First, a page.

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About 50 years ago, the sugar industry stopped funding research that began to show something they wanted to hide: that eating lots of sugar is linked to heart disease. A new study exposes the sugar industry’s decades-old effort to stifle that critical research.
Researchers at the University of California, San Francisco, recently analyzed historical documents regarding a rat study called Project 259 that was launched in 1968. The study was funded by a sugar industry trade group called the International Sugar Research Foundation, or ISRF, and conducted by W. F. R. Pover at the University of Birmingham. When the preliminary findings from that study began to show that eating lots of sugar might be associated with heart disease, and even bladder cancer, the ISRF pulled the plug on the research. Without additional funding, the study was terminated and the results were never published, according to a study published today in PLOS Biology.
Researching the health effects of certain foods is critical because it helps shape the federal government’s dietary guidelines, which recommend how Americans should eat in order to prevent disease. But nutrition science is sometimes influenced by industry groups that have a stake in the results: in 2015, The New York Times reported that Coca-Cola had paid scientists to distract the public from the connection between sugary drinks and obesity. Last year, The Associated Press showed that candy makers also fund bogus research: one study showed that kids who eat candy weigh less than those who don’t.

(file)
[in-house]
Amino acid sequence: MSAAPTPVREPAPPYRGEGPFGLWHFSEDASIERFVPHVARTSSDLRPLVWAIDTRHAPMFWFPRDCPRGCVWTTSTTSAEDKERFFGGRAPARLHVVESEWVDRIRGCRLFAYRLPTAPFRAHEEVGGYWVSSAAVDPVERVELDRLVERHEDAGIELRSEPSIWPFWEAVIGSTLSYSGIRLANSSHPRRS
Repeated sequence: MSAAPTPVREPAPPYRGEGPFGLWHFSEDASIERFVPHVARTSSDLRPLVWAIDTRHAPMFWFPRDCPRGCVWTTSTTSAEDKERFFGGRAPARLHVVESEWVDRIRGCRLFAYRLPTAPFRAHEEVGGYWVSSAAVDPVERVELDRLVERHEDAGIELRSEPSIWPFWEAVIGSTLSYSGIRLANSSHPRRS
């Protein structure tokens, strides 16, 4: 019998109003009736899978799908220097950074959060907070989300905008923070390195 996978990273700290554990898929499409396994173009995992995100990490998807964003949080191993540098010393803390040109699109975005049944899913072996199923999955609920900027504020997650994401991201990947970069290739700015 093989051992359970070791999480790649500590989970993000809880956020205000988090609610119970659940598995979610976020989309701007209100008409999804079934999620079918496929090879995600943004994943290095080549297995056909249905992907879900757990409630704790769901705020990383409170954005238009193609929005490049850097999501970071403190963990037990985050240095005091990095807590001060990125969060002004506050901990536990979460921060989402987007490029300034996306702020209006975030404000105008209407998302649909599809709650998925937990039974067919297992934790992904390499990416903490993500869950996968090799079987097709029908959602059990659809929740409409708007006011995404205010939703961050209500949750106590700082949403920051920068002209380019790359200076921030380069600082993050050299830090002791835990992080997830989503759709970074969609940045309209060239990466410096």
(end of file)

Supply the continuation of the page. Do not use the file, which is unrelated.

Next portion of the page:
Project 259, suggested that rats on a high-sugar diet, instead of a starch diet, had higher levels of triglycerides. The rats that ate lots of sugar also had higher levels of an enzyme called beta-glucuronidase in their urine, which at the time was thought to be potentially linked to bladder cancer, says study co-author Cristin Kearns, an assistant professor at the UCSF School of Dentistry.
The findings were described as “one of the first demonstrations of a biological difference between sucrose and starch fed rats,” according to the internal documents reviewed by the UCSF researchers. But after funding the research for 27 months, the International Sugar Research Foundation discontinued their support. So the study was never completed and the results were never published, according to the UCSF researchers. “Why would they want to fund research that would be against their interests? There’s no reason why they’d want to do that,” Nestle tells The Verge.
In a statement to The Verge, the Sugar Association — as the ISRF is known today — criticized the PLOS Biology paper, calling it not a study but a “perspective.” Project 259 was ended because it was “significantly delayed” and it was “consequently over budget,” the statement says. It adds: “Throughout its history, the Sugar Association has embraced scientific research and innovation in an attempt to learn as much as possible about sugar, diet, and health.”
originally posted by: Jefferton
Does anyone these days actually think sugar is good??
It is tasty though!
originally posted by: DontTreadOnMe
It really doesn't matter if we now know the evils of sugar [and excess carbs] in our diet.
What does matter is that this study...and likely many others...were aborted to keep products on the shelves.
For decades, we thought fat was the enemy, and not sugar.
That Frosted Mini Wheats were better for us than bacon and eggs.
And the FDA and USDA went along with it.